Good news on the Physical Therapy front today! I had my last visit from this most recent round of PT today and I gained a 1/2 of a point in strength (on a 5 point scale) in a month! I started off at a 4-/5 4 weeks ago and today ended at a 4+/5 in leg strength in my right leg. Considering the massive damage done to my muscles over the years during surgeries 1-5, my therapist thinks this is as good as I’ll likely ever get. She’s thrilled I can now do 30 leg lifts in 3 sets of 10 without collapsing afterwards. Heck, I’m thrilled I can do that again. I had been stronger and as is the norm with RSD had lost some strength in the year since my last round of PT. But I’m now strong enough to move forward with the SCS trial!!
I must say, the PT I’ve done in the last 2 years has taught me how patients with RSD should do PT. I have a therapy team where everyone had seen a RSD patient at least once before, they’re all very willing to learn, and they know how to push someone just enough without pushing hard enough to start a massive flare. Prior to finding this team, I’d had therapists who had pushed me into epic flares. The one pushed me hard enough that I went from a cane to barely making it with a rollator- in under 2 sessions. It took me 3 months to get back to a cane from that run in. And I didn’t know enough about RSD at the time to say “NO!”
How did I luck out on this team? Simple. I skipped all the normal therapy centers. Instead, I signed up for outpatient therapy at the local rehab hospital. Since they work primarily with victims of major accidents or the very ill/elderly, they’re used to patients who aren’t going to leave their care ready to go run a marathon. Instead, they understand that making it through a small store with 1 crutch instead of 2 is a huge victory.
We did warm water PT exclusively in those first months following surgery #5, twice a week for 30 minutes. The pool there is- get this- 89 degrees F at all times. The air is in the mid to high 80’s as well, so patients don’t get chilled. And they have onsite shower facilities, in the same heated air, to get the chlorine off sensitive skin at the end. I have to say, the pool therapy has calmed down the allydonia and burning-specific pain more than anything else I’ve tried (aside from the Sympathetic Nerve Blocks). It keeps me capable of wearing tights and yoga pants, and even the occasional pair of very oversized, loose fitting khaki cargos, instead of just fleece PJ pants. I love that pool with a passion. Added bonus: I can’t walk on land, but I can walk laps, without holding on to the handrail, in that pool. :D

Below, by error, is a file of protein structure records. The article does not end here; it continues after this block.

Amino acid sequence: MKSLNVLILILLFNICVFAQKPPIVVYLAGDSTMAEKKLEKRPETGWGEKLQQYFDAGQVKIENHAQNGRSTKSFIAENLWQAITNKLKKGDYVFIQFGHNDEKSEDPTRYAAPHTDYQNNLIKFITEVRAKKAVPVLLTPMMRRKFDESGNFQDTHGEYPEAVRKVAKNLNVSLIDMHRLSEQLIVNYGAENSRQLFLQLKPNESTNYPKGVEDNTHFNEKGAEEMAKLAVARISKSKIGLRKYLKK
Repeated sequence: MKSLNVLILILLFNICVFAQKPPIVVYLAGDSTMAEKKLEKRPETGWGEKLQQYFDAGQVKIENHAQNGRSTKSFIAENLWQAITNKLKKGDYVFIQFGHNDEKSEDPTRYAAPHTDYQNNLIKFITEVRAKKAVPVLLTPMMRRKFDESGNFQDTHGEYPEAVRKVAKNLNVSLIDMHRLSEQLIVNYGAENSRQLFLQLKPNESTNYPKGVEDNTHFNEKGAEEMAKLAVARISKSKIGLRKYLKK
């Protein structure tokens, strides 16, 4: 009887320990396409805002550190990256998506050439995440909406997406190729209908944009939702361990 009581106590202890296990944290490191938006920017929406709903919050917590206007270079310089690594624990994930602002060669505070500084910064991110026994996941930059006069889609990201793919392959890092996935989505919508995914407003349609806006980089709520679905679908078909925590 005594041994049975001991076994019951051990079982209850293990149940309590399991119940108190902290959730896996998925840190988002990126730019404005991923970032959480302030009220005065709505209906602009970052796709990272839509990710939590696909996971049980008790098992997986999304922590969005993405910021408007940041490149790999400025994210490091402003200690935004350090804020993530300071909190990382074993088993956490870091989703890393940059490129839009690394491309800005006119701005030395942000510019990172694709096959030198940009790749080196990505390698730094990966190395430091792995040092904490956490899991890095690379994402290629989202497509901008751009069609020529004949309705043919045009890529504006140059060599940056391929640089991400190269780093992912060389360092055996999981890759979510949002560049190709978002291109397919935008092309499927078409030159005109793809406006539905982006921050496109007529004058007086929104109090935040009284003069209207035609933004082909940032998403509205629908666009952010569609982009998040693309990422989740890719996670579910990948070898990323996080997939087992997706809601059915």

In the beginning they used the lift to get me into the water, which worked great as my leg was still very swollen and my knee barely bent. But after several months they were able to teach me to get in and out on my own using the stairs and handrail. It’s not smooth or sexy, but it sure gets the job done. Plus, knowing how to do that has allowed me to use other pools, such as the pool at the beach house this summer or the heated kids pool at the gym down the road. We started very slow and have built up, slowly, over the years. I even wear ankle weights now in the water! We also now do some land based exercises, as I’m considered strong enough to manage them. They tend to be more painful, but they work different things, so it’s a valuable tool to have in my pocket.
I have to say, I HIGHLY recommend Warm Water Physical Therapy with a very experienced team and a very warm pool for RSD patients. It’s been a life saver for me. Remember, though- slow, steady, and very turtle-like progress. And NO ICE!! (Ice can permanently worsen RSD by demyelinating the nerves in patients with RSD. Why it does so is unknown.)